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:: Pirates Of The Caribbean:curse Of The Black Pearl

Directed by Gore Verbinski (Mouse Hunt, The Mexican, The Ring), Produced by action supremo Jerry Bruckheimer, Written by Ted Elliot, Terry Rossio (Shrek and currently Shrek 2) and several others, and based on a Disney theme park ride (huh?), this film has “blockbuster hit” written all over it. But one wonders out of all this extremely talented and experienced team, did nobody even stop to wonder why this “theme park ride” based film have to be so long? (2 and a half hours!) Hmmm!

A rogue gypsy pirate, Jack Sparrow (Johnny Depp), and handsome young sword smith, Will Turner (Orlando Bloom), sails the seven seas in search of the Black Pearl ship and evil Captain Barbossa (Geoffrey Rush). The lovely fair maiden and general’s daughter, Elizabeth Swann (Keira Knightley) has been kidnapped by Barbossa and mistaken for one of the last remaining pirates whose blood is needed to break an evil ancient curse. The naughty Ms. Swann is mistaken for a pirate when she steals handsome Mr. Turners’ medallion on a ship when they were children, she’s kept it ever since. They both only have eyes for each other if only they’d realise it soon enough. But once she’s kidnapped, oh no, they realise how much time they’ve lost and how much in love they truly are.

Meanwhile, Jack is on a mission of his own and that is to escape the clutches of the governor who wants him hanged, and the evil Barbossa who doesn’t trust his shady ways. Jack plays them both off against each other to get what he’s always wanted the Black Pearl to sail whichever way the wind blows. Rest assured Jack does come good in the end and the fair maiden is saved and returned to her general father and to her rightful love, Will. Jack meanwhile finds his golden fleece (rum in the Caribbean) and gets the ship to sail him there.

This is a classic good against evil tale with plenty swashbuckling, sword fighting scenes to enjoy in between the long, dull and predictable narrative. The special effects are impressive, especially in one of the big fighting sequences in the underground cave between Jack and Barbossa. The cursed pirates turn into the ghosts of their dead former selves in the moonlight and, during this fight, the two fall in and out of the moonlight, shifting from human to skeleton.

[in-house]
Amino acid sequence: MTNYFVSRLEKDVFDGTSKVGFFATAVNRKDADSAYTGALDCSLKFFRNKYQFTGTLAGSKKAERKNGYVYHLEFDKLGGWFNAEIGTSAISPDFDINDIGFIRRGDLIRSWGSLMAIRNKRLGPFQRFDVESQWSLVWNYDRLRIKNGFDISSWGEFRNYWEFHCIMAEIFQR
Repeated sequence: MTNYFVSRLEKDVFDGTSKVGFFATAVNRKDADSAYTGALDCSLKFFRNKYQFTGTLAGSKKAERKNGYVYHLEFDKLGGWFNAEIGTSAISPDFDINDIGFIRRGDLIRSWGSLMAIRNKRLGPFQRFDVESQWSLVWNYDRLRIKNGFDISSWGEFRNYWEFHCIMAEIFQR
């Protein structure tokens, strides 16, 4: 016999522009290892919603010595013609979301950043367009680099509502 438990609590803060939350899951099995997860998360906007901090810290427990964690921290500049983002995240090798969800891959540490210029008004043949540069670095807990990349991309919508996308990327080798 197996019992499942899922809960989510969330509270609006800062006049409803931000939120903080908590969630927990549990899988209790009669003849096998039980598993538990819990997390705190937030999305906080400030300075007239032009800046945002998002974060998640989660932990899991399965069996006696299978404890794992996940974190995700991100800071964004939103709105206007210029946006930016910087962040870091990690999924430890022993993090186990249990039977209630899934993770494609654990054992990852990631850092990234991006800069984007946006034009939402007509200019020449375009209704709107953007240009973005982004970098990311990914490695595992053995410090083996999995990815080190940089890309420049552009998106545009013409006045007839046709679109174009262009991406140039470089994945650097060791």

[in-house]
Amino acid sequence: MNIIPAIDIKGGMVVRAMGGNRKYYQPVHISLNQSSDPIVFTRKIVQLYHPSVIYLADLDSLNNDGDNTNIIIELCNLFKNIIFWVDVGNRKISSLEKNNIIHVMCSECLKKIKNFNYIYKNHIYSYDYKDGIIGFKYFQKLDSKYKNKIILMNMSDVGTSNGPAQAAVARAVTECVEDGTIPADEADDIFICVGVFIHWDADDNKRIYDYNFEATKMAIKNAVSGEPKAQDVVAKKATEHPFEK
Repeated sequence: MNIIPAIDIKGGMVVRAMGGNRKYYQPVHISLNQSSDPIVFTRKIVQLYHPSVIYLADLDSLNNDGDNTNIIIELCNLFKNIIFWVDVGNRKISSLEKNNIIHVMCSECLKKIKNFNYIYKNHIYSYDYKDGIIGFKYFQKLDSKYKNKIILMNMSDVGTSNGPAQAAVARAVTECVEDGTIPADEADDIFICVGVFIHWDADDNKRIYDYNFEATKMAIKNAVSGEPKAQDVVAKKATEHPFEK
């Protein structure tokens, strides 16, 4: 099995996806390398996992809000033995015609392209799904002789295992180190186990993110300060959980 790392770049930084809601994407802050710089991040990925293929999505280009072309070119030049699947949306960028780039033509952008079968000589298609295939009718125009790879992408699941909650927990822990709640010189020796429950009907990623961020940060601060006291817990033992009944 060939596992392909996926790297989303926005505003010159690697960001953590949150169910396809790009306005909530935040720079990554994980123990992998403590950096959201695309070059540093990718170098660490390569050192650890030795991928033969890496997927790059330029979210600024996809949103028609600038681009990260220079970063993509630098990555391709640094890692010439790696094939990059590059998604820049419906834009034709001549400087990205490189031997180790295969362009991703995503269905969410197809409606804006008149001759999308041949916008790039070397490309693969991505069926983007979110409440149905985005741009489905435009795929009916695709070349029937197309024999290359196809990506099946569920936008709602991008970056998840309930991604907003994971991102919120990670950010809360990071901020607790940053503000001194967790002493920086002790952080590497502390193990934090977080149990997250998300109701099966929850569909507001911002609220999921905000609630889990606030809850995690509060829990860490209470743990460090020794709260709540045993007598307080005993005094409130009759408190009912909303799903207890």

Yes, Johnny Depp is as good as everyone says he is. In fact, he is better. His portrayal of this gypsy shady pirate is dead-on, so convincing that his mother wouldn’t recognise him. His character is what lifts the movie from ho-hum to ah-ha. Through the clever writing, Depp displays a knack for comedy and comedic timing; a lesser actor would have failed at this. Depp has proven he can play anything. He is one of the truly talented and original well-rounded, complex actors left in Hollywood. Hang on, he’s in France now! A Disney family pirate movie? Yes, he can cross that one off his list. It will be exciting to see what he does next.

Geoffrey Rush was also a pleasure to see as Barbossa, a role strangely suited to him and well delivered. Orlando Bloom, as beautiful as he is, does the best Errol Flynn impersonation on screen for a long time and Keira Knightly pouts her way through Ms. Swann and does the damsel-in-distress thing quite convincingly. It was also a pleasure to see The Office’s Mackenzie Crook (Gareth) on screen in a hilarious part of the one-eyed pirate.

The cast is what makes the film and what rescues it from complete and utter boredom. A cliched and predictable pirate film that had the pleasure of being unleashed to the public at a very lacklustre time where Hollywood blockbusters just aren’t what they used to be